Is Your Land Really Your Land? Canadian Company Claims Texas Farmland

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texas family farmFor three generations, Julia Crawford’s family has farmed a 600-acre ranch near Paris, Texas. The Crawford family farm was purchased by Julia’s grandfather back in 1948; since then, her family has worked hard to maintain and farm their land.

Despite being good land stewards, and legally purchasing the land, the Crawford family is now in jeopardy of losing their farm to a Canadian company that wants to build an oil pipeline through Texas.

It all started when TransCanada used eminent domain to take over Crawford’s land, to build the controversial Keystone XL pipeline. Since that date, the Crawfords have been fighting an uphill legal battle to try to keep their land.

Last month, a Texas judge gave TransCanada the right to condemn land and build their Keystone XL pipeline across privately owned property in East Texas. This ruling was a blow to the Crawfords, and many other area farmers, who are fighting for the right to keep their property and livelihoods. The Crawford’s plan to appeal the ruling with the 6th Court of Appeals, but most legal experts think the court will likely rule in favor of TransCanada.

No matter what the final ruling may be, the fact is, property rights are under attack in this country. From the heartbreaking story of Andrew Wordes – who took his life after code enforcement teams seized his home – to the federal government’s attempts to regulate small farms out of existence and use the EPA to seize private land, it seems like some people want private land ownership to come to an end in America.


Responses to " Is Your Land Really Your Land? Canadian Company Claims Texas Farmland " Please share your thoughts...

  1. Mike says:

    Sounds like they are invoking some form of Eminent Domain, where “the property is taken either for government use or by delegation to third parties who will devote it to public or civic use or, in some cases, economic development.”

    These acquisitions typically includes a pittance of compensation compared to the actual value.

  2. chuck says:

    New york did it to my father in the 60’s.Took his 80 acre farm for wildlife area,plus three other family farms.He got 10% over what he paid in 1947.

  3. texican says:

    Haven’t seen a map of where the XL will go… but I wish they’d cross my place (I live in E Tx). Most of my place is pasture, and I already have three (or is it four?) pipelines crossing my land. It doesn’t effect the hay meadows or the field crops one bit. They fly over maybe once a year, and they’ve actually been on the ‘ground’ once in 20 years. They pay a fortune, then they leave, and you never see them again. If they came across my place, I could make up to 150K… enough to build a hardened compound and stock it with all sorts of unaffordable goodies. They don’t ‘buy’ the land, they’re buying a Right of Way. You still own the land, water, and minerals. ROW’s in TX go for up to 500/rod (16.6′ long… convert this ROW equation to a per/acre price, and it’s around 43K/acre.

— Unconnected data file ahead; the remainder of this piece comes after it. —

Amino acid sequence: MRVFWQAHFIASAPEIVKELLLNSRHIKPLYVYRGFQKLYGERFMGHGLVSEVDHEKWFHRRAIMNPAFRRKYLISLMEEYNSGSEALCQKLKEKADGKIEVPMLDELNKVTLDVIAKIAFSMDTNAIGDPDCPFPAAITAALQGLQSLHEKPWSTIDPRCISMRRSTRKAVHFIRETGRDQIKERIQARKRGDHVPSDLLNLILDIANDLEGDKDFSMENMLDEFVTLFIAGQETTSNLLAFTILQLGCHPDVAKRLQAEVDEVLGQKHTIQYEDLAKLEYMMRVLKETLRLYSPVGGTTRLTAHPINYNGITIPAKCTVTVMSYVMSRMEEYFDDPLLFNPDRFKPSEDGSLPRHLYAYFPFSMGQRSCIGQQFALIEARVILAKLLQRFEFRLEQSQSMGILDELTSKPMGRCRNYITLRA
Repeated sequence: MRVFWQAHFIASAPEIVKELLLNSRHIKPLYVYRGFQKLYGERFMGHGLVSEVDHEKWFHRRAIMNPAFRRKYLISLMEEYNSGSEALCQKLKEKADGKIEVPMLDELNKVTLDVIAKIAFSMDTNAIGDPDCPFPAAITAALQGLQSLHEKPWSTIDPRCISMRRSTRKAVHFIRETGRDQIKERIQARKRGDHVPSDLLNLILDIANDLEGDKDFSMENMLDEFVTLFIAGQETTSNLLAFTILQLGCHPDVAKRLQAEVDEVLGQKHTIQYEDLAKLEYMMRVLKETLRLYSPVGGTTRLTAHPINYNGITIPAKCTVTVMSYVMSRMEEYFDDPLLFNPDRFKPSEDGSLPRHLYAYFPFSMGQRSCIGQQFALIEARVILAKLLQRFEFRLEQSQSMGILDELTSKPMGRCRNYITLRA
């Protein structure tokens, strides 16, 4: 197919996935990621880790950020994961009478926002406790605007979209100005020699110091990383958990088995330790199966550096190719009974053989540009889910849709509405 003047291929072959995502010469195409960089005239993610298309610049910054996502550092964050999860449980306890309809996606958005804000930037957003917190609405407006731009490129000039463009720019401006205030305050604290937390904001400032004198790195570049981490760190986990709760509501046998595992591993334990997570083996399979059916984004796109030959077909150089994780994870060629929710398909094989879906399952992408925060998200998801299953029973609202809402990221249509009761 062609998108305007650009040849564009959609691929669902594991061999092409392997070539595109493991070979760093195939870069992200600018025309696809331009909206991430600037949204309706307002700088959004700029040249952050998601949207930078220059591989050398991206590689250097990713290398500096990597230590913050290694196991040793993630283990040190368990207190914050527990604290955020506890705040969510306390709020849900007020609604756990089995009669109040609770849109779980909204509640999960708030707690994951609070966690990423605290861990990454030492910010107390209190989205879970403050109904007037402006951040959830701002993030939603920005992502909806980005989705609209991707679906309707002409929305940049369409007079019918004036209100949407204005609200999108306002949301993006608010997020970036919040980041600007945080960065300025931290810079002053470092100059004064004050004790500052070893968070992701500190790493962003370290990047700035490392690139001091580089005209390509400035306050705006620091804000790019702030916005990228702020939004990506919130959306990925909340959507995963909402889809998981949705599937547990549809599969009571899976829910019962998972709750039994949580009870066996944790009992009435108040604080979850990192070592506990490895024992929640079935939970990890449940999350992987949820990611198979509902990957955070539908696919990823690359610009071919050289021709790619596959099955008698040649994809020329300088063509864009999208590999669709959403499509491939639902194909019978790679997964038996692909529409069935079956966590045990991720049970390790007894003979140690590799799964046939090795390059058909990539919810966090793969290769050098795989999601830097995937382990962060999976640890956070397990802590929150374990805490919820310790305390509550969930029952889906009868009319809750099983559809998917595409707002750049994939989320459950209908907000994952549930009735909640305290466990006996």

And, for those that aren’t aware… E. Tx is crisscrossed backwards and forwards with pipelines…

  4. Mike says:

    LOL… I notice many grammatical errors on many posts and replies throughout the blog. Yes, it does make me question the integrity of the statement being made by that individual.

    • Hazle says:

      Then you may be believing statements made in
      error. Just because a person spells and punctuates correctly doesn’t prove their
      character or information.
      Is Canada’s company trying to buy the land or just get a right-of-way across it? It doesn’t bother the land at all to sell them a right-of-way. I have owned land with pipelines across it and you never know they are there — except on that narrow strip you can’t build anything over it. It usually runs beside a fence where it can.

      • Mac says:

        Hi from the UK…well, if u can’t express ur concerns over ur freedom and the State screwing u without a spelling or gramma mistake u don’t deserverve 2 be 3 (posting sarcastically!!!!)…

        Seriously, it’s the people who are less educated who are more likely to be screwed by the gov or large companies, why should someone’s ability 2 use spellcheck or knowledge of when 2 use a comma mean their opinion is less valid or trustworthy.

        Mac…posting from country where only criminals or Gov have guns ( upto 5 million illegal guns in the hands of crims)

        • RJ says:

          Only criminals having guns must be the reason London’s violent crime rate is 7x that of NYC

  5. SWIFT says:

    Anyone, anywhere, threatened with eminent domain issues, where courts have ruled it’s ok to steal from the poor, to give to the rich, should lock and load. Make the take over as expensive as possible. If enough people refuse to be pushed around for the sake of the rich, things will change. Form militias of neighbors for the security of everyone’s property.

    • Arden says:

      The lock and load method might be a bit on the extreme side in this matter. Before you go out half cocked and blow holes in people who are doing their job in attempt to feed their families, try the legal system first. It is there for a reason. This family might be able to skip the courts and talk directly to a company rep and offer to sell them an ROW, for a reasonable price based on the amount of land the company needs to run the pipeline, and settle it between themselves in a manner that is profitable for both.

      All the family needs to do, realistically, is explain to the company that they can either spend a lot of money on legal fees and have the potential to lose the case in higher courts, or pay for the land and save money in the long run. The company spends less, the family earns some and everyone is happy.

      Just my 2 cents for the day, thank you.

      • kEN says:

        you’re a coward

        • Dan says:

          He’s a coward because he suggested a non-violent approach? I suppose MLK and Ghandi are also cowards?

      • Molon Labe says:

        The legal system WAS there for a reason. Now it’s prohibitively expensive and far too slow to get anything useful done.

      • pissed off says: